One way to put a large piece of cordwood in the wall and make sure it won’t loosen is to “explode it” by splitting it and then putting it back together with a mortar bead. The very dry wood (8%) in the photo is Aspen. We were lucky to have such wonderful folk at our cordwood sauna workshop in Merrill, Wisconsin. Folks came from New York, Idaho, Michigan, Illinois and Wisconsin to partake in a two-day hands-on seminar. The framing was finished ahead of time for the workshop. It is very important to cross-brace all the supporting posts. A grade beam saves on excavation cost and material. The posts are anchor wedged to the grade beam and lag bolted to the post for stability. Note that the top beams are secured with 3/8’s inch iron brackets.
Lag bolts being attached with a smile. The sauna was framed using large portable sawmilled posts and beams, with all the wood coming from onsite. These pieces of cordwood have been dried to 12% moisture content or lower. The cracks on the faces let you know they are well seasoned and ready for cordwooding. Using a random rubble log placement makes for a unique and interesting wall. The large piece of the top right (above) is a 5 piece exploded round (aspen) which was put back together with one-inch mortar joints. An outstanding group of workshop attendees who brought their own unique personalities and skills to the table. We enjoyed each and every one. The beginning of the Ojibwe Medicine Wheel starts with a piece of large, heavy-duty cardboard. It is attached at a predetermined height. The drywall screws at the top help the designers to know where to place the bottles. More photos will follow as the walls rise.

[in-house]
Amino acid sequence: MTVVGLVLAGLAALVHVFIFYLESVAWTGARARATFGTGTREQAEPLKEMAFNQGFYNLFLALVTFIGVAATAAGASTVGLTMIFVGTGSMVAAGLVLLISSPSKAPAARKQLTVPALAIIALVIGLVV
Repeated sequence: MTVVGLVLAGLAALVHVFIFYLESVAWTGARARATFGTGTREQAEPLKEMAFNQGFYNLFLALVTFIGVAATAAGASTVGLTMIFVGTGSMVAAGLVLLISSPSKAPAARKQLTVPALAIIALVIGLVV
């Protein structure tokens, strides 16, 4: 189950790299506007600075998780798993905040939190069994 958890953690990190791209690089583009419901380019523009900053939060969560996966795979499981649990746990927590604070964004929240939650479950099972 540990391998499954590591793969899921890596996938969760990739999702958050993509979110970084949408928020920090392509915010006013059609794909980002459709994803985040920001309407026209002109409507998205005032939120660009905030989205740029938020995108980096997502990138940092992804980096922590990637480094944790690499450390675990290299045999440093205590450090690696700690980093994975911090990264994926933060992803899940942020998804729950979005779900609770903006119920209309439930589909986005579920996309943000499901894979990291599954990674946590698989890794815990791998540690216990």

Should you wish to learn how to build a cordwood cottage, cabin or home, please visit www.cordwoodconstruction.org While you are there, click on the pictures, read the brief articles, check out the latest workshops and newsletter and if you are interested click on the Online Bookstore to see all the cordwood literature available in print and ebook format.
If you have questions that aren’t answered on the website you can email me at firstname.lastname@example.org
Readers have requested a brief bio, so here goes:
“Richard & Becky Flatau built their mortgage-free cordwood home in 1979 in Merrill, Wisconsin. Since then, they have written books, conducted workshops, facilitated the 2005, 2011 and 2015 Cordwood Conferences and provided consultation for cordwood builders. Cordwood Construction: Best Practices DVD, Cordwood Construction Best Practices (print) and Cordwood Conference Papers 2015 are the newest publications available from their online cordwood bookstore.” www.cordwoodconstruction.org
Here is a jpeg of the new Cordwood Construction DVD cover available at https://cordwoodconstruction.org/